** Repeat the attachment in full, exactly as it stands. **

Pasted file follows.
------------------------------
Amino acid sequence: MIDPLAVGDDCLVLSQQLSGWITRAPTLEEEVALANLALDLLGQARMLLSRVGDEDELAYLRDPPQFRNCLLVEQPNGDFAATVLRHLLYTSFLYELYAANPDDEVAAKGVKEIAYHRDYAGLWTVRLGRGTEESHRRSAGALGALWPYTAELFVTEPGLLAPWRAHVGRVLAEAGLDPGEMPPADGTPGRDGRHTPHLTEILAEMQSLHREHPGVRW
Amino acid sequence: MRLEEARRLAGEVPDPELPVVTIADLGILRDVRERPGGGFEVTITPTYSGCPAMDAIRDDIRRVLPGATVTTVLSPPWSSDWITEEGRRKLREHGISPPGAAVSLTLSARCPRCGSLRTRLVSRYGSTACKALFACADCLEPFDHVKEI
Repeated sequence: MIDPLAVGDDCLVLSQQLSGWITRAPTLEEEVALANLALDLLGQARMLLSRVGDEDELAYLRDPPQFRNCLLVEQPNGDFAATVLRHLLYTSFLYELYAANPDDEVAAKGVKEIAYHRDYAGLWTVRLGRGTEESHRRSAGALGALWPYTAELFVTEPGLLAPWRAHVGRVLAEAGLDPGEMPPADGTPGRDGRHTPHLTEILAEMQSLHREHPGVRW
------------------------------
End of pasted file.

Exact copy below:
Amino acid sequence: MIDPLAVGDDCLVLSQQLSGWITRAPTLEEEVALANLALDLLGQARMLLSRVGDEDELAYLRDPPQFRNCLLVEQPNGDFAATVLRHLLYTSFLYELYAANPDDEVAAKGVKEIAYHRDYAGLWTVRLGRGTEESHRRSAGALGALWPYTAELFVTEPGLLAPWRAHVGRVLAEAGLDPGEMPPADGTPGRDGRHTPHLTEILAEMQSLHREHPGVRW
Amino acid sequence: MRLEEARRLAGEVPDPELPVVTIADLGILRDVRERPGGGFEVTITPTYSGCPAMDAIRDDIRRVLPGATVTTVLSPPWSSDWITEEGRRKLREHGISPPGAAVSLTLSARCPRCGSLRTRLVSRYGSTACKALFACADCLEPFDHVKEI
Repeated sequence: MIDPLAVGDDCLVLSQQLSGWITRAPTLEEEVALANLALDLLGQARMLLSRVGDEDELAYLRDPPQFRNCLLVEQPNGDFAATVLRHLLYTSFLYELYAANPDDEVAAKGVKEIAYHRDYAGLWTVRLGRGTEESHRRSAGALGALWPYTAELFVTEPGLLAPWRAHVGRVLAEAGLDPGEMPPADGTPGRDGRHTPHLTEILAEMQSLHREHPGVRW